Career+close.+Stahl+smiles+for+a+photo+in+the+teachers+lounge.+She+has+worked+with+many+different+kids+throughout+her+career+as+an+SEA.

Melissa Krainer

Career close. Stahl smiles for a photo in the teacher’s lounge. She has worked with many different kids throughout her career as an SEA.

Diane Stahl

An SEA talks past, present and future

Eight years ago, Diane Stahl’s journey began as a special education aide (SEA). Now, eight years later, her journey is taking a different direction: retirement.

How it all began

Stahl’s SEA journey began in 2014. She was looking for a change in employment. Before, Stahl had run her own healthcare cleaning business for a few years. Now she was seeking something different.

Her daughter was a special education teacher at the time. Once the opportunity for an SEA position came up, Stahl applied. After finger-prints were taken, child background checks were completed, police records were combed and training was done, she was accepted and embarked to the junior high.

The career

Stahl reflected on the working environment she had enjoyed throughout her career with the students and staff.

“I really enjoyed working here. I’ve worked eight years here in the same school, you know, the junior high. The teachers and staff are just wonderful to work with. And I love the kids. I originally wanted elementary, but then she put me in here with a seventh grader and I’ve been here ever since. And it’s great. Everybody’s just so nice,” she said.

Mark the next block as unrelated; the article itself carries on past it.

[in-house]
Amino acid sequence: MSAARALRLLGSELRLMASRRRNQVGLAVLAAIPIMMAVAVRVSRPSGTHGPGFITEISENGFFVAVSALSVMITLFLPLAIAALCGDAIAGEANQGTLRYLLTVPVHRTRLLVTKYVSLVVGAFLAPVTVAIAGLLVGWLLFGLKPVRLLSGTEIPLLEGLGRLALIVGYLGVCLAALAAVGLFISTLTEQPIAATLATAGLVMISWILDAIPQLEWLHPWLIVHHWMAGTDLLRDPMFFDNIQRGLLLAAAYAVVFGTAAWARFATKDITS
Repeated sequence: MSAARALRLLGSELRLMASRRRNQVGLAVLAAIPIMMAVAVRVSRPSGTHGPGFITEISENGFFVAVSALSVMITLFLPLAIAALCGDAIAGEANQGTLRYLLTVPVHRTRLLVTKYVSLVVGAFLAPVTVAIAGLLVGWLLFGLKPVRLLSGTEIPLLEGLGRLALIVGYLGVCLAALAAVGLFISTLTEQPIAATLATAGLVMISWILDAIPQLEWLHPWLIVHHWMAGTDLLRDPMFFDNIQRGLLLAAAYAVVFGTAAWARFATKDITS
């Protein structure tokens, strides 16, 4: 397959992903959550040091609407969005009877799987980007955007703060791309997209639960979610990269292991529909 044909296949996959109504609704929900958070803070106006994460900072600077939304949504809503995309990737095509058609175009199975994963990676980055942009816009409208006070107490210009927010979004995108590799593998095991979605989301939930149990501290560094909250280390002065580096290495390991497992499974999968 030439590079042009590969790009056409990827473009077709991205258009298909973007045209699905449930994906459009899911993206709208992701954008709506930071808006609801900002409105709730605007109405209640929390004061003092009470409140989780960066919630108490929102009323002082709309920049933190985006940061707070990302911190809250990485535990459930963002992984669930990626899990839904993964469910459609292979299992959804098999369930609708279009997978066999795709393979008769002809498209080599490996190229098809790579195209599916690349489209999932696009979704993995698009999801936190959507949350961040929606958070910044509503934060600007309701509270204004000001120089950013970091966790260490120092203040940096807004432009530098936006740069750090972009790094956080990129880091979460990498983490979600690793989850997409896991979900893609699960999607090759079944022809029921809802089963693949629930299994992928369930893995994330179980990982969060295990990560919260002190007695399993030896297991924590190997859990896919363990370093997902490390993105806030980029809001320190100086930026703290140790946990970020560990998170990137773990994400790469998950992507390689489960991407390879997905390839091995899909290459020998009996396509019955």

Stahl got to interact with many different students over the eight years of working. She considers herself lucky to have interacted with the students she had, through the bitter and the sweet.

[For] a lot of the kids their family life, at-home life is awful…You’re the one that they come in to see, that they get the hugs from and then the care that they wouldn’t get at home. They depend on you a lot for a lot of things…you’d be surprised. Just somebody really to pay attention to them…And sometimes you’re the only smile they’ll see.”

— Diane Stahl

“I had two students for three years each [and a few this year] … So I’ve been really lucky with the kids that I had; and plus, [it’s] not only just one student. I’m in the room with you know the other students too and I help them out… So it’s nice, I really enjoy my job. But it’s time to leave,” Stahl said.

She also shared some things she learned through her career along with what it means to be an SEA.

“[For] a lot of the kids their family life, at-home life is awful…You’re the one that they come in to see, that they get the hugs from and then the care that they wouldn’t get at home. They depend on you a lot for a lot of things…you’d be surprised. Just somebody really to pay attention to them…And sometimes you’re the only smile they’ll see,” Stahl said.

Looking ahead

June 3 is Stahl’s last day as a special education aide. She explained her plans for the future.

“My husband and I are traveling. We just bought a new RV. We have a Harley-Davidson. Don’t laugh, I’m a motorcycle woman. And we’re going… We’re going to Myrtle Beach first and then down to Georgia to see my son. And in August we’re going to Sturgis, S.D.,” she said.

Stahl’s career as an SEA may be coming to a close but her journey has only just begun.

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